"The Empire Strikes First"



"III: Ghost Tigers Rise"



"Lady Melody"

Kung Fu


"Palm Trees and Power Lines"


Hardcore was originally a punk subgenre, but now it has numerous subgenres of its own. There aren't as many ways to vary the style as there are bands on this year's Warped Tour, which boasts more than 30 acts. Still, a survey of just a few of this year's Warpees finds the music pulling in many directions.

More than two decades after Bad Religion issued its first warning, the band still sets compact political commentaries to breakneck rock. There's grandeur amid the thrash, however. The bicoastal sextet's 15th album, "The Empire Strikes First," begins with an overture, and the choruses of such songs as "Sinister Rouge" and "To Another Abyss" feature massed vocals that are more in the spirit of Prokofiev than Black Flag. Singer-lyricist Greg Graffin addresses his longstanding concerns, chastising leaders who would "Let Them Eat War" or justify human suffering as "God's Love." The title song adapts the analysis to chugging arena rock, but that's no bid for mass acceptance. Bad Religion thrives on being a guerrilla operation.

A rare example of a punk band with a standup bass, Tiger Army plays a curious goth-surf-rockabilly hybrid. The Anglo-American trio's third album, "III: Ghost Tigers Rise," features titles such as "Ghostfire" and "Rose of the Devil's Garden," yet forgoes the morose mid-tempo those songs' themes suggest. Instead, most of these 13 numbers proceed at a gallop, with singer-guitarist Nick 13 brandishing the occasional Dick Dale riff atop the jumpy beat. Tiger Army -- whose name appears on the album cover in transliterated Japanese, for no apparent reason -- is deeply interested in such qualities as flash and cool. Substance is secondary, at best, on the band's wild ride.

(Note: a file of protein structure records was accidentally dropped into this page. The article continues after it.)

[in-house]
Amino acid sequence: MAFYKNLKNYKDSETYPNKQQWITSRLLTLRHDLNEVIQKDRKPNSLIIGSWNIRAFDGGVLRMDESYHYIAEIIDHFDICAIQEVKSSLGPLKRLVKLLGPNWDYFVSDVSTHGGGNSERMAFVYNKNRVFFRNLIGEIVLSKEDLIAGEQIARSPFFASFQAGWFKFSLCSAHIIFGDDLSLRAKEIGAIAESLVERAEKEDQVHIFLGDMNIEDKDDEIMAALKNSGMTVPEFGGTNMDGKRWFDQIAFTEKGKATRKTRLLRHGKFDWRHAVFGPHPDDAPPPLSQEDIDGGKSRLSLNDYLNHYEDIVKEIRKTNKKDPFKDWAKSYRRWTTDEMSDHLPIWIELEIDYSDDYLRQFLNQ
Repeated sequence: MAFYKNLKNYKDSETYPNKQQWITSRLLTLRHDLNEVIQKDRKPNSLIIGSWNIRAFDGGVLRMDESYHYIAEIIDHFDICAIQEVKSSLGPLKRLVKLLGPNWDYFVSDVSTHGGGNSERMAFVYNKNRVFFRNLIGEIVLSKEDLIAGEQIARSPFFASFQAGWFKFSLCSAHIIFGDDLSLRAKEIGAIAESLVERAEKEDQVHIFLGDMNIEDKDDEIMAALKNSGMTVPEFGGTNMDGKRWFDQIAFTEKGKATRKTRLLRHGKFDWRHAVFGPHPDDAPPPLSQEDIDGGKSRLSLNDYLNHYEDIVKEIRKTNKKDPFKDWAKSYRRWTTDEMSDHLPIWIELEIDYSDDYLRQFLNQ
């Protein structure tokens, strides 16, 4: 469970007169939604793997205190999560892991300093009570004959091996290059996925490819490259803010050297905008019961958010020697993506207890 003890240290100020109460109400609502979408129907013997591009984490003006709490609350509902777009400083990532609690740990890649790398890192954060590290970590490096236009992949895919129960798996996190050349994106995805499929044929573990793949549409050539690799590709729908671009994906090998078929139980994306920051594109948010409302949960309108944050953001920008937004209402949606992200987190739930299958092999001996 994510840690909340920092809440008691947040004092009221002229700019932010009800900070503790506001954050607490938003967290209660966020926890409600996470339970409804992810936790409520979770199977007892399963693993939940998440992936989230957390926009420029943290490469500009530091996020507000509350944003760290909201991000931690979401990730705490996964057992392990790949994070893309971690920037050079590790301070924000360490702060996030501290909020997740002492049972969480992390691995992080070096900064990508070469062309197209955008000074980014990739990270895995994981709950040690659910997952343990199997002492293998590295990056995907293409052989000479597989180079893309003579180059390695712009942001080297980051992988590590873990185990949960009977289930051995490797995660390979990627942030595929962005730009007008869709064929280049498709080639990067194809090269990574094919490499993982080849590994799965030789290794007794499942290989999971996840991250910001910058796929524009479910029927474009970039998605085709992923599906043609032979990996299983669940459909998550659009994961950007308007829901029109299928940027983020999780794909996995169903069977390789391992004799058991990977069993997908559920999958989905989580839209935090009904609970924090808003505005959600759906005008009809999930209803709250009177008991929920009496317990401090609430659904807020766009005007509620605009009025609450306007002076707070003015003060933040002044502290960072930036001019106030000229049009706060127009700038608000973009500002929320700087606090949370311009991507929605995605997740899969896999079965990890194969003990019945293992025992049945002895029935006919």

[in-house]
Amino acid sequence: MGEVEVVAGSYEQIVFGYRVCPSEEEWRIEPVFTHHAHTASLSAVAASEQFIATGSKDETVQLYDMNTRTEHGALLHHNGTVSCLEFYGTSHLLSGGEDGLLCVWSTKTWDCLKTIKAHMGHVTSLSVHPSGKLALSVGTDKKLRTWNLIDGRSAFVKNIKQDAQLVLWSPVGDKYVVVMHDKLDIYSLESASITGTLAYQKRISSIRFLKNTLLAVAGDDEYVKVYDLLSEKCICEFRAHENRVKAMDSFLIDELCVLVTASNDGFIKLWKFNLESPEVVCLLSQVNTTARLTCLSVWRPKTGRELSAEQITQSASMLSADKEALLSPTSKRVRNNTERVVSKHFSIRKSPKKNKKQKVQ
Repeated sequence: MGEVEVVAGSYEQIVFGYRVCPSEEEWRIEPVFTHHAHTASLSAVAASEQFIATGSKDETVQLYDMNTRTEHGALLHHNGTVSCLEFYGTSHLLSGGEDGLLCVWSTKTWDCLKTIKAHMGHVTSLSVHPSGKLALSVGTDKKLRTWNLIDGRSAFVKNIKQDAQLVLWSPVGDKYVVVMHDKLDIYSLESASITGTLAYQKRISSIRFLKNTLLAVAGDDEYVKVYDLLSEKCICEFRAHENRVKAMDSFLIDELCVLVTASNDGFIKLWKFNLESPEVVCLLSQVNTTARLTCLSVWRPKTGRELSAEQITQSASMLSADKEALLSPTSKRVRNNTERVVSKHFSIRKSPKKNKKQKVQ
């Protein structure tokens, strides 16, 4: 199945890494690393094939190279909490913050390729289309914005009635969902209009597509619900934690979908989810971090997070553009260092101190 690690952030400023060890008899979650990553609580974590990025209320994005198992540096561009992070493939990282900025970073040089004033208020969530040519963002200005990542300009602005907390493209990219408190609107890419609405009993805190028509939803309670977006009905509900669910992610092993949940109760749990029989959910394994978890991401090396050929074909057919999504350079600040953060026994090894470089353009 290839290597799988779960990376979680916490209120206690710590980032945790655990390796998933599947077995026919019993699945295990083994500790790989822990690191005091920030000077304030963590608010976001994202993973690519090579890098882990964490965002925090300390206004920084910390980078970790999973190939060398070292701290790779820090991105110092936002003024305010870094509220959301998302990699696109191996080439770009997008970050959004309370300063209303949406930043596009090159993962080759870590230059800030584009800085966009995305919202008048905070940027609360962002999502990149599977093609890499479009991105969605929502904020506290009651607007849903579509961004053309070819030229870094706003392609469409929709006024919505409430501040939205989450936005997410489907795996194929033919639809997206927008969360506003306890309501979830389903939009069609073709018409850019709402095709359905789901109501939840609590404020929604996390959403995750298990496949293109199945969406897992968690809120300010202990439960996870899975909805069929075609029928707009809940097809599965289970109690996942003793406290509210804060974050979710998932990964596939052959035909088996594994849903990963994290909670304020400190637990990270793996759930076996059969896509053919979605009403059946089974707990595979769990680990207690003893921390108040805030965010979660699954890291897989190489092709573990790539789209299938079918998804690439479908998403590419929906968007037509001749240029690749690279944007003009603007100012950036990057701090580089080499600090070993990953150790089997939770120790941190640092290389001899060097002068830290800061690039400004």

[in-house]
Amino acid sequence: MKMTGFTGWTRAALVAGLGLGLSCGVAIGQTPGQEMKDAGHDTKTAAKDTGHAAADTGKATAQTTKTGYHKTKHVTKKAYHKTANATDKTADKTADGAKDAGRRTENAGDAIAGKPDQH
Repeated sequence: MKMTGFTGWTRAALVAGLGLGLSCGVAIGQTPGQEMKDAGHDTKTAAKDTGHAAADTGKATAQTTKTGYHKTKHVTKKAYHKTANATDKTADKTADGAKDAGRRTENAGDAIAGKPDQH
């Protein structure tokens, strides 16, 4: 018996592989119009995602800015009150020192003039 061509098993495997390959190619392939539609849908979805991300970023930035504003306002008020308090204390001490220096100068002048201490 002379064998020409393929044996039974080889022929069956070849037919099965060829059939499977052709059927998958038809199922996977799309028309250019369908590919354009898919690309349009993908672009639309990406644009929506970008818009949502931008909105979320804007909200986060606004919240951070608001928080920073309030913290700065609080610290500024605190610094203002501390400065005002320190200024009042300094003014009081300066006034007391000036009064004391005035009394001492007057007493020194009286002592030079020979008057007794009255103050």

After some dismissed Audio Karate's 2001 debut as generic pop-punk, the California band deliberately scuffed up its style. On the Chicano foursome's second album, "Lady Melody," the choruses often retain pop-punk's appealing simplicity, but the verses and bridges are craggier and less predictable.

While such songs as "Ms. Foreign Friendly" arrive at melodic payoffs, they don't always take the direct route. Tempo changes and raucous asides keep tunes such as "Jesus Is Alive and Well (and Living in Mexico)" impressively off balance. One turn the band doesn't take is toward traditional Latin music.

"Start Static," Sugarcult's 2003 album, was punk that flirted conspicuously with power-pop. The Santa Barbara quartet's new "Palm Trees and Power Lines" is even more mainstream, with more keyboards, more acoustic guitars and more ballads. Perhaps the least punk thing about it, though, is the object of its rancor. Where singer-songwriter Tim Pagnotta once raged at society, now he's mostly peeved at women. The opening "She's the Blade" (which warns "and you're just paper") is characteristic: classic-rock misogyny boosted by a spry, sing-along chorus. It's more than a little retro, but as a tunesmith Pagnotta remains unimpeachable. If she's the blade, he's the hook.

-- Mark Jenkins

Appearing Wednesday at the Nissan Pavilion. * To hear a free Sound Bite from Bad Religion, call Post-Haste at 301-313-2200 and press 8130; to hear Tiger Army, press 8131; to hear Audio Karate, press 8132; to hear Sugarcult, press 8133. (Prince William residents, call 703-690-4110.)